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Endorsement watch: For the Metro bond

All of the candidate endorsements have been done by the Chron, but there remain the endorsements for ballot propositions. Which is to say, the Metro referendum and the constitutional amendments. I’ll address the latter tomorrow, but for now here’s the Chron recommending a Yes vote on the Metro bond.

Houston Metro is asking voters’ permission to borrow a busload of bucks to add a robust bus rapid transit network, new rail service to Hobby airport and badly needed bus improvements.

It’s a big ask, and if voters agree, the agency will add up to $3.5 billion in debt to its balance sheet.

But Houston needs a better set of transit options. Metro has promised to add the borrowed billions to a giant plan for the future, dubbed MetroNext, and all together the $7.5 billion spending plan is an enormous step forward for the agency and for the city. We strongly urge Houston voters to support this first step, by voting yes on the ballot proposition to give Metro permission to issue the bonds it needs.

Voters should know that the proposal won’t add a dime to the taxes all of us already pay for Metro. Our penny in sales tax is already committed, and the additional borrowing won’t change that. Metro simply wants to sell bonds so it can leverage its future sales taxes to pay for projects right now, rather than wait for the accumulation of annual revenues to grow large enough to finally pay for them. By pooling future revenues, it can fast-track improvements for which users in Houston would otherwise have to wait years, or even decades.

It’s a reasonable argument — so long as the plan to spend the money is sound. We’ve looked at the details of the proposal and heard from those who support it and from those who loathe it. On balance, we think voters should readily support it.

See here for more details about the referendum, and give a listen if you haven’t already to my interview with Carrin Patman, in which we explored many aspects of the plan as well as broader transit topics. You know that I’m all in on this, and the one piece of polling data we have looks good. Either we want more and better transportation choices in the greater Houston area, or we want everyone to be stuck in traffic forever. Your call.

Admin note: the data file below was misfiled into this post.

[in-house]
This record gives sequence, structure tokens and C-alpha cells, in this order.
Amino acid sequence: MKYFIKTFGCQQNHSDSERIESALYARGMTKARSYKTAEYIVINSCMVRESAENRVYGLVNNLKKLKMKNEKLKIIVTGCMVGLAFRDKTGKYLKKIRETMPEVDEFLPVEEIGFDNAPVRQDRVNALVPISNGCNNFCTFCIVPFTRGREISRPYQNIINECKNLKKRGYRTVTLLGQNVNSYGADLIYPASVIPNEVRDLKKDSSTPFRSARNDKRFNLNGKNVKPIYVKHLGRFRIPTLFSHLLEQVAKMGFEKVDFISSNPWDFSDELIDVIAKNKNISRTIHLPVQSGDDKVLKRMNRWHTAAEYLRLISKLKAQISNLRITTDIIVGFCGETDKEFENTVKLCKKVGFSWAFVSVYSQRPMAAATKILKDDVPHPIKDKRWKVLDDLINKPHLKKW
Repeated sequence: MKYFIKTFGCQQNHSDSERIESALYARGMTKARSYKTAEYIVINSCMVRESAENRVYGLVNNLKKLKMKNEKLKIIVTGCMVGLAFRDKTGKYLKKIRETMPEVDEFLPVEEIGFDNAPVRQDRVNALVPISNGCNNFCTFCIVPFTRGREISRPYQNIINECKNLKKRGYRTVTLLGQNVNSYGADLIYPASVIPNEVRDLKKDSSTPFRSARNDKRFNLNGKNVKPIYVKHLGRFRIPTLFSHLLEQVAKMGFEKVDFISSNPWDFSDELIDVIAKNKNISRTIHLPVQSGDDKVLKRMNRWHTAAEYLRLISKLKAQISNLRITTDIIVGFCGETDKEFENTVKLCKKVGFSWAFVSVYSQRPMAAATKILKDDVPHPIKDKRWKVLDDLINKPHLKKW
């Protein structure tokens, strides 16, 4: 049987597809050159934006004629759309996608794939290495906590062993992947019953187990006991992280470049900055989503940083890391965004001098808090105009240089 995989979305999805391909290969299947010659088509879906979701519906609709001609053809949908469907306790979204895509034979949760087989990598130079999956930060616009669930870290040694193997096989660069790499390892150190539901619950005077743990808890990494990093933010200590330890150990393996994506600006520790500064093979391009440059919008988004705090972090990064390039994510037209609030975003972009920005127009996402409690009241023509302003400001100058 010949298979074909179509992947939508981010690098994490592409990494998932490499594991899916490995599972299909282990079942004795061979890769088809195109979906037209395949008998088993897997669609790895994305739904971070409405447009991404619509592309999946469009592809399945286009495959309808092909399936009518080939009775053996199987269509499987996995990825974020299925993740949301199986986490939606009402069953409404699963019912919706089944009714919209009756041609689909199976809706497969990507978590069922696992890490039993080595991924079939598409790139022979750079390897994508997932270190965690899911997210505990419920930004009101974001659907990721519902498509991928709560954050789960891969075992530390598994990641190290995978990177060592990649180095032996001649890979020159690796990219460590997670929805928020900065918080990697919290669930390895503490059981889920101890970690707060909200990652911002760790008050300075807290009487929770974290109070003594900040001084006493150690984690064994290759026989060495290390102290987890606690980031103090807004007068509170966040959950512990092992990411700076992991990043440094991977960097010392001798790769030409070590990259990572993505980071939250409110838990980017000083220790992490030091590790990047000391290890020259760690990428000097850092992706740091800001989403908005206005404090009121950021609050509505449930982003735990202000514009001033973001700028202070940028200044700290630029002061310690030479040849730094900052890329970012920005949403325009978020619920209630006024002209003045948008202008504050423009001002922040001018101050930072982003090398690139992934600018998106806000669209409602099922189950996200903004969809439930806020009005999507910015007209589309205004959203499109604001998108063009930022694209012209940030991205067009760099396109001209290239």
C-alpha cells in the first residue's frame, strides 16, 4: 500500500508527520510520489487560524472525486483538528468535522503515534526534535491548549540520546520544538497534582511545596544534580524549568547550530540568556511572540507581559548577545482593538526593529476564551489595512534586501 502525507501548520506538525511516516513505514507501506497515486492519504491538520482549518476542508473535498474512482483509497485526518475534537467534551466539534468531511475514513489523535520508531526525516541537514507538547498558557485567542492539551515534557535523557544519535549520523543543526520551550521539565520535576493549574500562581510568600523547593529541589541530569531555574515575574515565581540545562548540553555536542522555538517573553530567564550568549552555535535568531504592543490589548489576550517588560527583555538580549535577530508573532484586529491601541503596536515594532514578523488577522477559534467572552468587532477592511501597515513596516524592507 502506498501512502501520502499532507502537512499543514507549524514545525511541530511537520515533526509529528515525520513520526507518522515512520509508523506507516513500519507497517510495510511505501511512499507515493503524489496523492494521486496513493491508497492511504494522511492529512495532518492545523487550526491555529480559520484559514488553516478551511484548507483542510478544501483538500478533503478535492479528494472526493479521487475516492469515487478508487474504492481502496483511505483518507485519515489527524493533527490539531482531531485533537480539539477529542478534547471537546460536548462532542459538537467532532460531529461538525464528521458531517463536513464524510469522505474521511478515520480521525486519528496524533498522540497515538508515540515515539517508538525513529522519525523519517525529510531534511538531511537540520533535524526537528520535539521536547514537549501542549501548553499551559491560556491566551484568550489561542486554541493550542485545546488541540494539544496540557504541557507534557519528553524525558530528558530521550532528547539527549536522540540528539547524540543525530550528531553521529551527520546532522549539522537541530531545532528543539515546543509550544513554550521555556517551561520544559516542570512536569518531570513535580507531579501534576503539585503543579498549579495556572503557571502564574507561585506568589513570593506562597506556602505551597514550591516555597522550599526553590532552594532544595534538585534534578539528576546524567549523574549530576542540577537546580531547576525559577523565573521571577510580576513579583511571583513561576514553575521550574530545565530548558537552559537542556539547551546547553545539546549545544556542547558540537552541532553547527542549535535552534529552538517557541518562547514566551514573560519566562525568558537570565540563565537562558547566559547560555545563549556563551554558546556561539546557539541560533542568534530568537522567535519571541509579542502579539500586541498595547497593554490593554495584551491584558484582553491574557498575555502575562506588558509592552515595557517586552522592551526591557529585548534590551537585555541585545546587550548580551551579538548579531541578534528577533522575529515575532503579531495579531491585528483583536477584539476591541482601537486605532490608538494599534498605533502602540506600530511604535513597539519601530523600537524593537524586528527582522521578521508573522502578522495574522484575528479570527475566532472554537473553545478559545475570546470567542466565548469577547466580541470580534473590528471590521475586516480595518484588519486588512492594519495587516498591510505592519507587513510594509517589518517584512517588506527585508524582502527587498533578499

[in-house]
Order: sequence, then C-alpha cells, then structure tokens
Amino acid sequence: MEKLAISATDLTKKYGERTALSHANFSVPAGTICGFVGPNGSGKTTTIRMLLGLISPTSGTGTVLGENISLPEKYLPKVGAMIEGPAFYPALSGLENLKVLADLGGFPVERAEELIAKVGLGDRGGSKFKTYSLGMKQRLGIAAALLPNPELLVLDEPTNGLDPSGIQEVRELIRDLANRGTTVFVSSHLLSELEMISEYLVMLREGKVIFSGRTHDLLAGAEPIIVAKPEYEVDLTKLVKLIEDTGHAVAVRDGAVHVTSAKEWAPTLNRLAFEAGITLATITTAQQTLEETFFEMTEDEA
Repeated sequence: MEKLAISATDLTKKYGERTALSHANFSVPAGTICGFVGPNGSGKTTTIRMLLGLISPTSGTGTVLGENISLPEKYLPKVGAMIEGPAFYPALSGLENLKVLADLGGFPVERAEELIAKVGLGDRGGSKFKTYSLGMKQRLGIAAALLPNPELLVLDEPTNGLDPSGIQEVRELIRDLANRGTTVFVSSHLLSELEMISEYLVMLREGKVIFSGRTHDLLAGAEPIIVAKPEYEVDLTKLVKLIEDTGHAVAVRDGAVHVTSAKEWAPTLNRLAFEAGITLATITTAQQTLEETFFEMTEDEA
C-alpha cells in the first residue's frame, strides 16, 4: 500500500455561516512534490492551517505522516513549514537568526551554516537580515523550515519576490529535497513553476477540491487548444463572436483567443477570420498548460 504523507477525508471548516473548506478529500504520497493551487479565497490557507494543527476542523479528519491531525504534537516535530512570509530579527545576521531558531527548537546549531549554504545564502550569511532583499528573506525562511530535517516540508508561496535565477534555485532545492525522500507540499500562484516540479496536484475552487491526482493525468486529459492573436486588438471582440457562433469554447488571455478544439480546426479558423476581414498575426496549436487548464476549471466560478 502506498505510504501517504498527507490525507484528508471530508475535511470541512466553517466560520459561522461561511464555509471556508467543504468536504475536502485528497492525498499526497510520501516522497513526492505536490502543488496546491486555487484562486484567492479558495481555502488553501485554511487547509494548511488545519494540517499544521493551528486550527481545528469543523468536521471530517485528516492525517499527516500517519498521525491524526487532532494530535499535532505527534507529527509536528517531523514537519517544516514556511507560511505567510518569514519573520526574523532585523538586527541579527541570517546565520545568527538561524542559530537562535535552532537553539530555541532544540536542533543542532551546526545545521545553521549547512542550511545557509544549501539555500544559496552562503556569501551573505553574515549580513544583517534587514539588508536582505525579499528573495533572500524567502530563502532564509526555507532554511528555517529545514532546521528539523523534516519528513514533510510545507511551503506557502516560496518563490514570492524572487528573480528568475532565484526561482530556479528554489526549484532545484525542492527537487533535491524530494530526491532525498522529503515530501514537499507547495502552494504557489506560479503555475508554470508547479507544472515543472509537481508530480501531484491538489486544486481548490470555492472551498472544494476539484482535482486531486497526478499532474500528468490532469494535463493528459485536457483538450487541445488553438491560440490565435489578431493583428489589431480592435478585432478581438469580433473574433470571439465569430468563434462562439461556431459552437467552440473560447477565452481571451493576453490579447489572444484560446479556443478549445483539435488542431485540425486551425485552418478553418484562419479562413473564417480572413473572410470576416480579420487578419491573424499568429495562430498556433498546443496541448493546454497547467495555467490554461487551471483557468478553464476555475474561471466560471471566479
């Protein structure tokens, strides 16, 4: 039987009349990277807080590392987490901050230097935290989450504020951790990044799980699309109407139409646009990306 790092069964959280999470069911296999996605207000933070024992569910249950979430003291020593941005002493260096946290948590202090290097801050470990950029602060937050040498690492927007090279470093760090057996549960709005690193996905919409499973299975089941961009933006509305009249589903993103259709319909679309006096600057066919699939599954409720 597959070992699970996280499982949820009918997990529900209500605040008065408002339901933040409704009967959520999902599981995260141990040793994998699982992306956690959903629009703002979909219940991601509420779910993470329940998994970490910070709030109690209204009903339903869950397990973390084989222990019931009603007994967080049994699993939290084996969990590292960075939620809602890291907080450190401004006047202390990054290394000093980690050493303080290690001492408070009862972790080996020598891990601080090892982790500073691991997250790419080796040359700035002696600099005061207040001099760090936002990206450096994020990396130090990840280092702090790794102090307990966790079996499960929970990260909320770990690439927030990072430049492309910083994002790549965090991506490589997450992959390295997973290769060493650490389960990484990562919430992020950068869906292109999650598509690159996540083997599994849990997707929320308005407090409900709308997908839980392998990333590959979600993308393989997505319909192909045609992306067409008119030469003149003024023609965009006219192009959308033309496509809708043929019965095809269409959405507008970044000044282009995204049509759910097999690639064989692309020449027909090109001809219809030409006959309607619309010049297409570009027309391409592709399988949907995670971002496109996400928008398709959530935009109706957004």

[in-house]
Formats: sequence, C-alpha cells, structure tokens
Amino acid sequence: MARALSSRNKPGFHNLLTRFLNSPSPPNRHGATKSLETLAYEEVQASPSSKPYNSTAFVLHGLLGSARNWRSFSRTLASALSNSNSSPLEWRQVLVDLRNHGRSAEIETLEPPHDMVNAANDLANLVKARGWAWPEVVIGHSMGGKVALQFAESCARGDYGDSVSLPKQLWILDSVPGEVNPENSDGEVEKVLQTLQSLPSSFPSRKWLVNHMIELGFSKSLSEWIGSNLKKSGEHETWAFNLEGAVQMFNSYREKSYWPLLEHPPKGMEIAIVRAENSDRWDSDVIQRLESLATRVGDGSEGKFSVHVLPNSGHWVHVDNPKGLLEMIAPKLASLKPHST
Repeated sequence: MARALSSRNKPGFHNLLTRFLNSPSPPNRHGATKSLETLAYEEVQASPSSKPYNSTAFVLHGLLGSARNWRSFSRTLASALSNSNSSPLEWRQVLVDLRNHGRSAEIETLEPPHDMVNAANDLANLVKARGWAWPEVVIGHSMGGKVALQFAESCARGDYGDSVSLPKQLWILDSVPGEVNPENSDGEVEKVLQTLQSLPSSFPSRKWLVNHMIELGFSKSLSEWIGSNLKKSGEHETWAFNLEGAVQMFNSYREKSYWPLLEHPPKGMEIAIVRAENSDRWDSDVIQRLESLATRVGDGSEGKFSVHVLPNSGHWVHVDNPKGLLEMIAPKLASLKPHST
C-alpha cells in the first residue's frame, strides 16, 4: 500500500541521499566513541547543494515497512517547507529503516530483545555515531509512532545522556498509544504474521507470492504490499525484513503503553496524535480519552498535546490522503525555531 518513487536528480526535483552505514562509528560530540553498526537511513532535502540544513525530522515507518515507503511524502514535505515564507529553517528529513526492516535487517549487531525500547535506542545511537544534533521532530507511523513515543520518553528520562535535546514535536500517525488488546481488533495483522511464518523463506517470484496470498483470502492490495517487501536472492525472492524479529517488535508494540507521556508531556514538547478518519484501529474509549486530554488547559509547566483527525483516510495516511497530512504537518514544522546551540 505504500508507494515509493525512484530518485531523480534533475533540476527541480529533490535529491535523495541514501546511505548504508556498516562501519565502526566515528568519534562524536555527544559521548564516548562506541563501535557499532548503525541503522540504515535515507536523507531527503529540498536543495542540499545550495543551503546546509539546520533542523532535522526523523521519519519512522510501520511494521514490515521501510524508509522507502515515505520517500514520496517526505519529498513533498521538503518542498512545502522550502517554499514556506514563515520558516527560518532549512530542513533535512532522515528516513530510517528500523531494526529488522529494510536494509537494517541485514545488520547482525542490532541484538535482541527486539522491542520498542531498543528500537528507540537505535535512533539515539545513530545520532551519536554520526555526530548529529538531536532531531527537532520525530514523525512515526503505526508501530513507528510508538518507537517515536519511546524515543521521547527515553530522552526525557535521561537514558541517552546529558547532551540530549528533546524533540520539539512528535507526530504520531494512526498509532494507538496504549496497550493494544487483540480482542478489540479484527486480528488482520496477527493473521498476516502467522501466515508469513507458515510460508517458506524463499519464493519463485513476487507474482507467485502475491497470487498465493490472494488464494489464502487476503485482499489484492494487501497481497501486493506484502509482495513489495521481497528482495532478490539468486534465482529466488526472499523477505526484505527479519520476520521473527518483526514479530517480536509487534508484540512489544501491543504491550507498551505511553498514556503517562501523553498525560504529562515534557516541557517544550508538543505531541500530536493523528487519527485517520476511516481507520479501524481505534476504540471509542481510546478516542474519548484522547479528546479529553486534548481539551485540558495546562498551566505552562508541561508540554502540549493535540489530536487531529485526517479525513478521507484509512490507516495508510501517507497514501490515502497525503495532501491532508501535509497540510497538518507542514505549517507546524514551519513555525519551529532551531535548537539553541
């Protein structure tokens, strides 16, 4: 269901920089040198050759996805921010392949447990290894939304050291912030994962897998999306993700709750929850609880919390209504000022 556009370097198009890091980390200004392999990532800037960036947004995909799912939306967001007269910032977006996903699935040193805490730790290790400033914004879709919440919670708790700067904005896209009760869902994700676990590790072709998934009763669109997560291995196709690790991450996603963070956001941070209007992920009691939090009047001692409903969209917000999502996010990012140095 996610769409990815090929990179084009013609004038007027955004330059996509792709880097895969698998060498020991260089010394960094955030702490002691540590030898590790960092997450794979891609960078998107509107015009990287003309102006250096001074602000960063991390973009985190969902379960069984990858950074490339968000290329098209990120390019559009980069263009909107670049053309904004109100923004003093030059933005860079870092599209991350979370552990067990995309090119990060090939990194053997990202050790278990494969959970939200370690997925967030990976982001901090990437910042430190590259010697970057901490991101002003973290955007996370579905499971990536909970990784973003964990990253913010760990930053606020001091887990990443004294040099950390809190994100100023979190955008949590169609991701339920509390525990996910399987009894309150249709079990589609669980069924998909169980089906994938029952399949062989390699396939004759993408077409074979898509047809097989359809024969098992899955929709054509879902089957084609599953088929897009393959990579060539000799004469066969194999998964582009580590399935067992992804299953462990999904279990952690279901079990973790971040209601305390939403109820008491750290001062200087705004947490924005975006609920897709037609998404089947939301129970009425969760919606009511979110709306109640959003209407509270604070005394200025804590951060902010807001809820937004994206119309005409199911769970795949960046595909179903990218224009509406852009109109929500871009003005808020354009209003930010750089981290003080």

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  1. Andrew Lynch says:

    The bond is not necessary. Improving the bus system at a fraction of the cost of lightrail is a better financial path to mass transit for Houston. Dallas DART lightrail is a textbook example of a boondoggle. Houston should be careful not to repeat the failures of Dallas.

  2. Bill Daniels says:

    “Houston should be careful not to repeat the failures of Dallas.”

    Too late! We already did!

  3. Adoile Turner III says:

    To all METROs naysayers. Our Metro system is the only other major bus system in the US gaining ridership along with Seattle. Our BUS system is envy of several cities for its efficiency. Our Rail system has some of the highest per mile ridership in the nation. Our one redline carries about 2/3 of all of dallas lines combined! This plan makes sense heavy investments in BUS. Considering houston’s size and the efficiency of a bus by cost and flexibility it only makes sense to but the bus first we should have a bus system like Curitiba, Brazil or Bogota, Columbia. I’m especially pleased that they made the West Corridor use Beltway. The appeal to outer lying commuters is definitely there with a huge expansion of the HOV commuter system.